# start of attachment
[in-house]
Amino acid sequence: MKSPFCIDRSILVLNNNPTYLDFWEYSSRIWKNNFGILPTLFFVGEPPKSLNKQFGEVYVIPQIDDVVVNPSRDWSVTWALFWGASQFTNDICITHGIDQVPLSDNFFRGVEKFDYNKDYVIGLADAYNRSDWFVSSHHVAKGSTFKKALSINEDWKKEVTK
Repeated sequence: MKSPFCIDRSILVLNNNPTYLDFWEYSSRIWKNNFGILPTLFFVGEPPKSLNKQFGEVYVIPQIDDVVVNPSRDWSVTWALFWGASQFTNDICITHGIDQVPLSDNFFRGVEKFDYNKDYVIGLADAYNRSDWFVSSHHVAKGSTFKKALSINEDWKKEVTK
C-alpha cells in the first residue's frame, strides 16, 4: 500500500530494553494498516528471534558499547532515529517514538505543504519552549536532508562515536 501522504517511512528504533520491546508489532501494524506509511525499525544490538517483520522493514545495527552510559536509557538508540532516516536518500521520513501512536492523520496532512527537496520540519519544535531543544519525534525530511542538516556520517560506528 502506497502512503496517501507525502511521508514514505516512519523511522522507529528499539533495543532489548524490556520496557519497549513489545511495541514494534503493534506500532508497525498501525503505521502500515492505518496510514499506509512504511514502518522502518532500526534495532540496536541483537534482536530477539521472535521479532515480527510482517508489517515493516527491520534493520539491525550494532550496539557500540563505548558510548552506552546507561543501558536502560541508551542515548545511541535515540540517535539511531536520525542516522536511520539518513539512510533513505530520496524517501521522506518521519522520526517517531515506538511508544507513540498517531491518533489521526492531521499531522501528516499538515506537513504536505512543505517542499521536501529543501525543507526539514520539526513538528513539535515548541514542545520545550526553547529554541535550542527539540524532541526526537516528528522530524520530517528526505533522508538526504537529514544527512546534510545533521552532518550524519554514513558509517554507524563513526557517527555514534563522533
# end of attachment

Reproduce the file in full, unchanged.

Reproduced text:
[in-house]
Amino acid sequence: MKSPFCIDRSILVLNNNPTYLDFWEYSSRIWKNNFGILPTLFFVGEPPKSLNKQFGEVYVIPQIDDVVVNPSRDWSVTWALFWGASQFTNDICITHGIDQVPLSDNFFRGVEKFDYNKDYVIGLADAYNRSDWFVSSHHVAKGSTFKKALSINEDWKKEVTK
Repeated sequence: MKSPFCIDRSILVLNNNPTYLDFWEYSSRIWKNNFGILPTLFFVGEPPKSLNKQFGEVYVIPQIDDVVVNPSRDWSVTWALFWGASQFTNDICITHGIDQVPLSDNFFRGVEKFDYNKDYVIGLADAYNRSDWFVSSHHVAKGSTFKKALSINEDWKKEVTK
C-alpha cells in the first residue's frame, strides 16, 4: 500500500530494553494498516528471534558499547532515529517514538505543504519552549536532508562515536 501522504517511512528504533520491546508489532501494524506509511525499525544490538517483520522493514545495527552510559536509557538508540532516516536518500521520513501512536492523520496532512527537496520540519519544535531543544519525534525530511542538516556520517560506528 502506497502512503496517501507525502511521508514514505516512519523511522522507529528499539533495543532489548524490556520496557519497549513489545511495541514494534503493534506500532508497525498501525503505521502500515492505518496510514499506509512504511514502518522502518532500526534495532540496536541483537534482536530477539521472535521479532515480527510482517508489517515493516527491520534493520539491525550494532550496539557500540563505548558510548552506552546507561543501558536502560541508551542515548545511541535515540540517535539511531536520525542516522536511520539518513539512510533513505530520496524517501521522506518521519522520526517517531515506538511508544507513540498517531491518533489521526492531521499531522501528516499538515506537513504536505512543505517542499521536501529543501525543507526539514520539526513538528513539535515548541514542545520545550526553547529554541535550542527539540524532541526526537516528528522530524520530517528526505533522508538526504537529514544527512546534510545533521552532518550524519554514513558509517554507524563513526557517527555514534563522533